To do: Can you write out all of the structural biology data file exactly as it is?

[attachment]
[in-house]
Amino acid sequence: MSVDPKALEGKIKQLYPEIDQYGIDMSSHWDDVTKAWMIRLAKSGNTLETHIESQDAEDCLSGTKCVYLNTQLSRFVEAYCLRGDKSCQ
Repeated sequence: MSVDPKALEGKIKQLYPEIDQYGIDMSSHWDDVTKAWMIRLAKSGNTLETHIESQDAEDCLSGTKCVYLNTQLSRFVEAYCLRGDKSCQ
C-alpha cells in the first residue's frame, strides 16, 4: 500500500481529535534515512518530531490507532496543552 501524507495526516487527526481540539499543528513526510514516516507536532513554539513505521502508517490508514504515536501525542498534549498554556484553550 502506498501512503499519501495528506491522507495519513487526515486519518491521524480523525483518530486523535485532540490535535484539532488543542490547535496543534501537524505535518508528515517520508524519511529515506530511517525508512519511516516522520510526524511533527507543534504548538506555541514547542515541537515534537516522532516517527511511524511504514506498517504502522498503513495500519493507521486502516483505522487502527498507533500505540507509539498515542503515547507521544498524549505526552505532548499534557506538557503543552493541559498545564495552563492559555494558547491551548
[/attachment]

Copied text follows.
[in-house]
Amino acid sequence: MSVDPKALEGKIKQLYPEIDQYGIDMSSHWDDVTKAWMIRLAKSGNTLETHIESQDAEDCLSGTKCVYLNTQLSRFVEAYCLRGDKSCQ
Repeated sequence: MSVDPKALEGKIKQLYPEIDQYGIDMSSHWDDVTKAWMIRLAKSGNTLETHIESQDAEDCLSGTKCVYLNTQLSRFVEAYCLRGDKSCQ
C-alpha cells in the first residue's frame, strides 16, 4: 500500500481529535534515512518530531490507532496543552 501524507495526516487527526481540539499543528513526510514516516507536532513554539513505521502508517490508514504515536501525542498534549498554556484553550 502506498501512503499519501495528506491522507495519513487526515486519518491521524480523525483518530486523535485532540490535535484539532488543542490547535496543534501537524505535518508528515517520508524519511529515506530511517525508512519511516516522520510526524511533527507543534504548538506555541514547542515541537515534537516522532516517527511511524511504514506498517504502522498503513495500519493507521486502516483505522487502527498507533500505540507509539498515542503515547507521544498524549505526552505532548499534557506538557503543552493541559498545564495552563492559555494558547491551548